A study led by researchers at the Johns Hopkins
Bloomberg School of
Public Health found that
HIV-infected patients taking the antiretroviral drug
efavirenz were more likely to adhere to
treatment and less likely to experience virologic failure
and death compared to patients taking
Nevirapine is the most frequently prescribed drug for
patients undergoing highly active
antiretroviral therapy, known as HAART, for the treatment
of HIV/AIDS in sub-Saharan Africa,
where the study was conducted. The study is published in
the Oct. 18 issue of the journal AIDS.
"Our findings add to existing limited evidence that
efavirenz-based therapies produce a more
favorable virological and clinical outcome than
nevirapine," said Jean Nachega, lead author of the
study and associate scientist with the Bloomberg School's
Department of International
Health. "Patients started on nevirapine had an
increased risk of virologic failure and death [and] were
significantly less likely than those started on efavirenz
to achieve high treatment adherence."
Nachega, in collaboration with Gary Maartens,
professor of medicine at the University of Cape
Town in South Africa, and several other colleagues from the
University of Cape Town, examined the
records of 2,817 HIV-infected adults currently enrolled in
Aid for AIDS, a private-sector employer-
subsidized disease management program in Africa.
Participants were HAART-naive adults who began
nevirapine-based or efavirenz-based therapies between
January 1998 and September 2004.
Researchers determined how often patients requested
reimbursement for their purchases of
nevirapine- or efavirenz-based HAART to estimate adherence
to their treatment regimens. They also
evaluated patients' CD4 counts, viral load changes and
mortality, which are measurements of how well a
treatment is working. Program participants were in nine
countries in Africa, with the majority in South
Current World Health Organization guidelines recommend
the use of a non-nucleoside reverse
transcriptase inhibitor such as nevirapine or efavirenz in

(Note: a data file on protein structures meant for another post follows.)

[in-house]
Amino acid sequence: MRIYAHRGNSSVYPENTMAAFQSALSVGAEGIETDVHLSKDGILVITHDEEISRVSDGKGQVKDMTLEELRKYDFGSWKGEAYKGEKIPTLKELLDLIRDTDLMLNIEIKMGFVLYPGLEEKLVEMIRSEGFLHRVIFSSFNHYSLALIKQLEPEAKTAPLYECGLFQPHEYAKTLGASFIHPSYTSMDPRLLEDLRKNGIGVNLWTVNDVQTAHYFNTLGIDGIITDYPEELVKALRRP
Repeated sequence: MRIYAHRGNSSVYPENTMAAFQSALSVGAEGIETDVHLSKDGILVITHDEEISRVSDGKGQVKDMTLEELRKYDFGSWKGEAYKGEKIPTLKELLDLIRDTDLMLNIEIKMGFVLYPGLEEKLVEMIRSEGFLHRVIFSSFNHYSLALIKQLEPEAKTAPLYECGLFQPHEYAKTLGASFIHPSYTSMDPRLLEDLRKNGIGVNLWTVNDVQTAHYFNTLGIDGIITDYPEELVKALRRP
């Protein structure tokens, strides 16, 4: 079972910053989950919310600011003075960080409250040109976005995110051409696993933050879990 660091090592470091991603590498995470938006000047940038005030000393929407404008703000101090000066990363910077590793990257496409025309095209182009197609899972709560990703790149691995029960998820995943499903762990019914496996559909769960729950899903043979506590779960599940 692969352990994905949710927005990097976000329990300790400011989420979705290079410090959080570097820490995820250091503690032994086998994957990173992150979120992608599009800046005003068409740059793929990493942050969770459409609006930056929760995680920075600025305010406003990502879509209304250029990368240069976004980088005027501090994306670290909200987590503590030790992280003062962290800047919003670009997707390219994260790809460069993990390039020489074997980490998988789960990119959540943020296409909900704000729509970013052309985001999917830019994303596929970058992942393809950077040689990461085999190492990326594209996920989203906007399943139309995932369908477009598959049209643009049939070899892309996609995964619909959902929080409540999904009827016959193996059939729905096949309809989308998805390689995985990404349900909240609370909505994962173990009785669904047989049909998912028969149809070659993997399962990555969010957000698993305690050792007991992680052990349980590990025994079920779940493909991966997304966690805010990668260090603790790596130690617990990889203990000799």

resource-limited settings. Nearly 67 percent
of countries in sub-Saharan Africa recommend
nevirapine-based regimens for first-line therapy
because it is available at a lower cost and in a variety of
generic fixed-dose combination regimens. In
contrast, the U.S. Department of Health and Human Services
and the International AIDS Society-USA both recommend the
use of efavirenz because it has a more favorable toxicity
profile and greater efficacy.
"Given the rapid roll-out of antiretroviral programs
in Africa and the frequent use of first-line
nevirapine-based HAART in such programs, the assumption
that efavirenz and nevirapine are equally
effective needs to be reassessed," said Nachega, who is
also a professor and director of the Centre
for Infectious Diseases at Stellenbosch University in South
Africa. "Based on our results, there is a
critical need for a large randomized clinical trial to
definitively compare the outcomes of efavirenz
and nevirapine and for acceleration of efforts to develop
lower cost formulations of efavirenz,
including generic, fixed-dose combinations in Africa."
The study was written by Nachega, Michael Hislop,
David W. Dowdy, Joel E. Gallant, Richard E.
Chaisson, Leon Regensberg and Maartens.
The researchers were funded by grants from the
National Institute of Allergy and Infectious
Diseases of the National Institutes of Health and the NIH
Medical Scientist Training Program.